There were some strange design decisions in the car nonetheless, including a split fold-up third row seat that was unlike anything I’ve seen in any other vehicle I’ve driven:
Still not sure of the logic of this design versus the far more common third row that folds flat in larger SUVs and trucks. Of course if the rear axle is too far back that would interfere with the space needed for the storage requirements, a likely explanation. If I owned this vehicle, however, I’d want to completely pop the third row seats out and store them in my garage (or, perhaps, have my driver do so!)
There’s more than a bit of truck soul in the Land Cruiser, however, as also revealed by the design of the back gate:
You don’t see that lower door opening as a shelf on most non-truck vehicles. Still, it does give you a big opening without requiring too much clearance behind the vehicle. Look closely below the liftgate, however, and you’ll see that the bumped has a, well, bump. That’s because it hides a quite tough hitch assembly:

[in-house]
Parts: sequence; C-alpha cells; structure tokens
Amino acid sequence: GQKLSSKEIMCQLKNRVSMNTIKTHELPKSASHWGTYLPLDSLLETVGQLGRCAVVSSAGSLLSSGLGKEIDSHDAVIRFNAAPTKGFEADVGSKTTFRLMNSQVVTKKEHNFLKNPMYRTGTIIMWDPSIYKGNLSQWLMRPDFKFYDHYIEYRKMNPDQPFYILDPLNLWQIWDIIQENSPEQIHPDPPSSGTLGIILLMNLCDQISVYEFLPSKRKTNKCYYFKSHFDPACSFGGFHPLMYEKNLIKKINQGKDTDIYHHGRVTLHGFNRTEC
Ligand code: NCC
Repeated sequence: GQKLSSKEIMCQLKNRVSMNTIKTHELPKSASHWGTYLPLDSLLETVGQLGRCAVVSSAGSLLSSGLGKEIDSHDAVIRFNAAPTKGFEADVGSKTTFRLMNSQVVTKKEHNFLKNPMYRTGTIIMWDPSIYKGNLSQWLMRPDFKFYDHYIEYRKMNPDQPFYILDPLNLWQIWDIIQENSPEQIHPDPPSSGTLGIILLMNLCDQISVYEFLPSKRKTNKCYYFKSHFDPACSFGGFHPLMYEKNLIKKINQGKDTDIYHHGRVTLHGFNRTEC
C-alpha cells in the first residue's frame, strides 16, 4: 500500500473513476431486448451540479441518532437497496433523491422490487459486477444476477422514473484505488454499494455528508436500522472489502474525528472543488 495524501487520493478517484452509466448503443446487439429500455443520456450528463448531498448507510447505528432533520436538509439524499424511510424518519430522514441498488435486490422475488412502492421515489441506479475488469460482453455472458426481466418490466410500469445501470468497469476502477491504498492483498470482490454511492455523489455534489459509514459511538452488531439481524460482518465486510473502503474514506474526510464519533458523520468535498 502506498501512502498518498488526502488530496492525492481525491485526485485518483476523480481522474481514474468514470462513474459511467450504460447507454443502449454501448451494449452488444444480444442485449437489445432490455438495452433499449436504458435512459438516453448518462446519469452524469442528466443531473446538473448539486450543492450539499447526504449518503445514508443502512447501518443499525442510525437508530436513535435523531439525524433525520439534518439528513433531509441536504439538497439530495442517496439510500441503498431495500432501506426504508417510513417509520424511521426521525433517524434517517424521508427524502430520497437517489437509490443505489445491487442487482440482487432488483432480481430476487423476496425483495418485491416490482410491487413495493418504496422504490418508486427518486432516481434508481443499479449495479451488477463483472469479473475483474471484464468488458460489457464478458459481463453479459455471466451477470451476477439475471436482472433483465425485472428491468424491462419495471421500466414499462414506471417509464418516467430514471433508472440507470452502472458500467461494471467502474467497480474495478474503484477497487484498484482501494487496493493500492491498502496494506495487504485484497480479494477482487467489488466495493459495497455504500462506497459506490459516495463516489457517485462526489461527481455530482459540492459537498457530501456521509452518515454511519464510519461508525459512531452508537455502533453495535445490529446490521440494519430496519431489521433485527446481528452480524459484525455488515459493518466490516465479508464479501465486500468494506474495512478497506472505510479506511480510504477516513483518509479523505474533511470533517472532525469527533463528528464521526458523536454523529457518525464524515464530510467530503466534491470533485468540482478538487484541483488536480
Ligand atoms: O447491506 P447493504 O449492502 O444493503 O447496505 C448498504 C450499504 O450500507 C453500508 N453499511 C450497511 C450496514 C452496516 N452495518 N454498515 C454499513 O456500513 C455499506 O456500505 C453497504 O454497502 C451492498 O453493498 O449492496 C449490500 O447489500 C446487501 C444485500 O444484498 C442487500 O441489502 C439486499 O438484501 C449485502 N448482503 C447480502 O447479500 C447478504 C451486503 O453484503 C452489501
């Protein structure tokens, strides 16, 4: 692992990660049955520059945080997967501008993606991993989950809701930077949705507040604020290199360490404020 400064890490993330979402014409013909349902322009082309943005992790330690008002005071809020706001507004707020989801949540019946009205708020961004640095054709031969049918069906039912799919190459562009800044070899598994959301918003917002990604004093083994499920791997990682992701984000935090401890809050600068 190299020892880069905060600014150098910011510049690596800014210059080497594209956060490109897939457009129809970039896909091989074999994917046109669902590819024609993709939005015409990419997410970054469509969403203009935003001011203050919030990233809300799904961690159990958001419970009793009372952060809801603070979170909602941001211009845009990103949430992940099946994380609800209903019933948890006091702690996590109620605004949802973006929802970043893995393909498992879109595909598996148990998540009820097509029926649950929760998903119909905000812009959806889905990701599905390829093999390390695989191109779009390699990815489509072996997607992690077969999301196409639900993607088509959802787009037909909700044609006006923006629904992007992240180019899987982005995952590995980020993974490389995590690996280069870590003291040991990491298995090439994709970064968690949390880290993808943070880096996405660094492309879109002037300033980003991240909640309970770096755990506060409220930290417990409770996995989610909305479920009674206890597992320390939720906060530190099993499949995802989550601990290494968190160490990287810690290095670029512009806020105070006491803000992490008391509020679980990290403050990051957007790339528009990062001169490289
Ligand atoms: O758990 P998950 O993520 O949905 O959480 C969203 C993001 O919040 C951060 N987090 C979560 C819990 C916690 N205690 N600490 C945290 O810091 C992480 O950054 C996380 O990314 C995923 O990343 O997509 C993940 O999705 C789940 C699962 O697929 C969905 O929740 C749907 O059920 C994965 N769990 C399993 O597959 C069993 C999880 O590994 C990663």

Nice to have when needed, and one trusts that a 5.8L engine is more than enough for a boat or small trailer.
Interestingly, I noticed a design mistake with the dashboard controls, as illustrated in the split photo below:
Look closely on the left and you’ll see the legend “Hold (*) to Reset”. That’s from a different generation of steering wheel control, however: the Land Cruiser’s control actually doesn’t have that circular button in the middle of a control cluster, but instead has the up-down control “Enter” button, as shown. For a car with this premium pricetag it was surprising to find that the Toyota engineers cut corners by not updating the dashboard user interface. To be fair, though, most drivers will figure this hiccup out soon enough.
Overall, the dashboard was elegant and full of information. Lots and lots of controls, as shown:
One thing I also really liked was the neatly stitched together video view that made me feel I had a drone floating 20-feet above the vehicle when in reverse. As you can see, the front, back and cameras integrated into the side mirrors added up t a flawless and quite neat bird’s eye view: